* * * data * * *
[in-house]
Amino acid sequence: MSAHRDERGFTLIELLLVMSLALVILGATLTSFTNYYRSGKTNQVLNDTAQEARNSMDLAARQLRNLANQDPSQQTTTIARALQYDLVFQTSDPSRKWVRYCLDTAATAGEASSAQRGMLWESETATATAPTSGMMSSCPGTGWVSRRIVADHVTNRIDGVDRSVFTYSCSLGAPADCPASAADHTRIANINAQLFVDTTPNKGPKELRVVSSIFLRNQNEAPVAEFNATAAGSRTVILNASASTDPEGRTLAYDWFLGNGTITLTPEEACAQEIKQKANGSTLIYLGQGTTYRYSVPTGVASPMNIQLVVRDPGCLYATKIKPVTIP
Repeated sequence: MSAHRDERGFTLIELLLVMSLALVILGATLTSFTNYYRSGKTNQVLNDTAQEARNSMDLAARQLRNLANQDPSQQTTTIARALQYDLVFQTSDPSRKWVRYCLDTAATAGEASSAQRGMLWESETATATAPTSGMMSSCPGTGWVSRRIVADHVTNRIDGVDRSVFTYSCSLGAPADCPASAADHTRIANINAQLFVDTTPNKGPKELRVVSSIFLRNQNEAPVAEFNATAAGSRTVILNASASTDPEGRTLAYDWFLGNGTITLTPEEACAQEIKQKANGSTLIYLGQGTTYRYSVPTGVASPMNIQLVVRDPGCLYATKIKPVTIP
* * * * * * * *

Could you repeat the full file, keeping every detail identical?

[in-house]
Amino acid sequence: MSAHRDERGFTLIELLLVMSLALVILGATLTSFTNYYRSGKTNQVLNDTAQEARNSMDLAARQLRNLANQDPSQQTTTIARALQYDLVFQTSDPSRKWVRYCLDTAATAGEASSAQRGMLWESETATATAPTSGMMSSCPGTGWVSRRIVADHVTNRIDGVDRSVFTYSCSLGAPADCPASAADHTRIANINAQLFVDTTPNKGPKELRVVSSIFLRNQNEAPVAEFNATAAGSRTVILNASASTDPEGRTLAYDWFLGNGTITLTPEEACAQEIKQKANGSTLIYLGQGTTYRYSVPTGVASPMNIQLVVRDPGCLYATKIKPVTIP
Repeated sequence: MSAHRDERGFTLIELLLVMSLALVILGATLTSFTNYYRSGKTNQVLNDTAQEARNSMDLAARQLRNLANQDPSQQTTTIARALQYDLVFQTSDPSRKWVRYCLDTAATAGEASSAQRGMLWESETATATAPTSGMMSSCPGTGWVSRRIVADHVTNRIDGVDRSVFTYSCSLGAPADCPASAADHTRIANINAQLFVDTTPNKGPKELRVVSSIFLRNQNEAPVAEFNATAAGSRTVILNASASTDPEGRTLAYDWFLGNGTITLTPEEACAQEIKQKANGSTLIYLGQGTTYRYSVPTGVASPMNIQLVVRDPGCLYATKIKPVTIP